Baude Analyzes Walden v. Fiore on SCOTUSblog

Opinion analysis: The boundaries of specific jurisdiction

What happens in Las Vegas may stay in Las Vegas, but the inverse is also true.  In Walden v. Fiore, decided yesterday, the Court unanimously concluded that a pair of professional gamblers from Nevada could not force a Georgia law enforcement agent to litigate against them in Nevada, because the agent had never had connections to that state.

The background:  Officer Anthony Walden had seized a large amount of money from Gina Fiore and Keith Gipson when they were changing planes in Atlanta.  After they returned home to Nevada, they and their lawyer eventually got their money back — but only after getting the runaround, they say, from Walden.  Fiore and Gipson sued Walden in a federal court in Nevada, which prompted the question whether Nevada could exercise jurisdiction over him.  The Ninth Circuit had said that it could.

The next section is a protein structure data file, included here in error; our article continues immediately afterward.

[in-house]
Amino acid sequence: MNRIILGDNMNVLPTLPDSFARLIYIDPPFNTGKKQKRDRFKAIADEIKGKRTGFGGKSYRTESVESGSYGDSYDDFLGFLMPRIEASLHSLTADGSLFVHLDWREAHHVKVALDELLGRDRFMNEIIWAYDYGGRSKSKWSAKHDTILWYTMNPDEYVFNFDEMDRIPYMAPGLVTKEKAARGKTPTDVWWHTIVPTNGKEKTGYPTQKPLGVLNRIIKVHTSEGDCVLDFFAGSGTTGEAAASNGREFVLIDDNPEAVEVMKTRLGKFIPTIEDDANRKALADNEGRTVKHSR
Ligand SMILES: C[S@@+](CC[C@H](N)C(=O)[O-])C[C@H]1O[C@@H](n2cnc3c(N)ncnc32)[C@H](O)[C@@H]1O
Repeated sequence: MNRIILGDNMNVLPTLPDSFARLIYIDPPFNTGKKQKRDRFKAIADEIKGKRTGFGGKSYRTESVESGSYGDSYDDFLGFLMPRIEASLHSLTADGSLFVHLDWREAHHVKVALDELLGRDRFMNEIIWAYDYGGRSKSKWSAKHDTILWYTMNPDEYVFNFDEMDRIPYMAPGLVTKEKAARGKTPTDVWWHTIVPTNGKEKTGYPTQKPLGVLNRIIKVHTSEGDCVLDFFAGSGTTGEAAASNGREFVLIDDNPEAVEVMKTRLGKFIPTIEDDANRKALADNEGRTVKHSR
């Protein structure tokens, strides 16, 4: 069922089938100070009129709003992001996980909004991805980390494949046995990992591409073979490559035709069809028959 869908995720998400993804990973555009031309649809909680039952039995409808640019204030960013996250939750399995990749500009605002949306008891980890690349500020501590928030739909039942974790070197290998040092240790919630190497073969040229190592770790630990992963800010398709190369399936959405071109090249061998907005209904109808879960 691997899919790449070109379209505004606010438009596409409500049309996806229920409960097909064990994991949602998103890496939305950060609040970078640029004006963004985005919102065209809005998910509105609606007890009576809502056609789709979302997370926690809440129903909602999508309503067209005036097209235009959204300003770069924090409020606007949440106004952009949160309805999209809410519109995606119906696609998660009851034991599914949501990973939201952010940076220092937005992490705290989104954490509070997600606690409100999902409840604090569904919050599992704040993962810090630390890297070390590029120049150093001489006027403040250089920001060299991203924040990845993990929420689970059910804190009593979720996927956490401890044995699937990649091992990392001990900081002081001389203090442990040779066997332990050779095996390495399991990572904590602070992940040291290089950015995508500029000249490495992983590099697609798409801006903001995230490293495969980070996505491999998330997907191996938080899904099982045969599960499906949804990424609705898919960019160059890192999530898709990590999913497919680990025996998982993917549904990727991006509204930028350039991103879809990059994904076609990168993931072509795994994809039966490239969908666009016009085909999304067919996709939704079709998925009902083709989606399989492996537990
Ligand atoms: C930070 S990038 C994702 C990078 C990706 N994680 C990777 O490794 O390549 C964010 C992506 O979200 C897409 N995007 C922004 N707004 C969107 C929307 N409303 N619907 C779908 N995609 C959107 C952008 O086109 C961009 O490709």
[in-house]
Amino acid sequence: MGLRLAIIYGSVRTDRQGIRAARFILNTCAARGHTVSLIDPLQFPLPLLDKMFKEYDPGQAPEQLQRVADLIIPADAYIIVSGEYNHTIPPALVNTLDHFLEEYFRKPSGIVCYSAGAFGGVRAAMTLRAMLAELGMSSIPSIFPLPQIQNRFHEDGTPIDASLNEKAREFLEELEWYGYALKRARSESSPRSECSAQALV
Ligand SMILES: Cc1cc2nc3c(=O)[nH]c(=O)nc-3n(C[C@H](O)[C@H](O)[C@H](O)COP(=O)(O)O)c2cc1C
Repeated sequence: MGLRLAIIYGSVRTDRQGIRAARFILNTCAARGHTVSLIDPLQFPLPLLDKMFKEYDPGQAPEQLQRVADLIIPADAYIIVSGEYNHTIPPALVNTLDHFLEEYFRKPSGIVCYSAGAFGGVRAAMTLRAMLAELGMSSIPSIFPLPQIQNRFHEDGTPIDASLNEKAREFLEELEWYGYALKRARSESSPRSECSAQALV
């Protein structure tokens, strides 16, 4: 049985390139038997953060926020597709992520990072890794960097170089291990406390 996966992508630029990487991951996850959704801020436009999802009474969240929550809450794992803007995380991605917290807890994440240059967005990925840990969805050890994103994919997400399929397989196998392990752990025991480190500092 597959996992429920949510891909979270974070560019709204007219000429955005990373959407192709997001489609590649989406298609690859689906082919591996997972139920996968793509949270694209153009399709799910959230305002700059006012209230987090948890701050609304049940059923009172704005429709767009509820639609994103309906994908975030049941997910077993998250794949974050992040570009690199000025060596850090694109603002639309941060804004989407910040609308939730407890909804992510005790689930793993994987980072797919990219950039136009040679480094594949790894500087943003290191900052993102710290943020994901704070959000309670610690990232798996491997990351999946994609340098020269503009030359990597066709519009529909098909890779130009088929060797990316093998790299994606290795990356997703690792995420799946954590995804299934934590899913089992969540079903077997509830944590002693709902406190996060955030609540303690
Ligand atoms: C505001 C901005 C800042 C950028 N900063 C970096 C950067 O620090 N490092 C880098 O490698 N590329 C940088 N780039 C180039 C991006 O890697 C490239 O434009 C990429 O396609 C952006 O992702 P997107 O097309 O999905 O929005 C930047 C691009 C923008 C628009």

In a unanimous opinion written by Justice Thomas, the Court reversed the Ninth Circuit.  Jurisdiction depends, it said, on the defendant’s (i.e., Walden’s) contact with the forum.  Moreover, it is not enough that he may have harmed someone who resides in the forum.  He must have contact with the forum itself, not simply with the plaintiffs.  For these propositions the Court cited settled precedents.  Walden’s only contact with Nevada was the fact that Fiore and Gipson happened to live there, so there was no jurisdiction.

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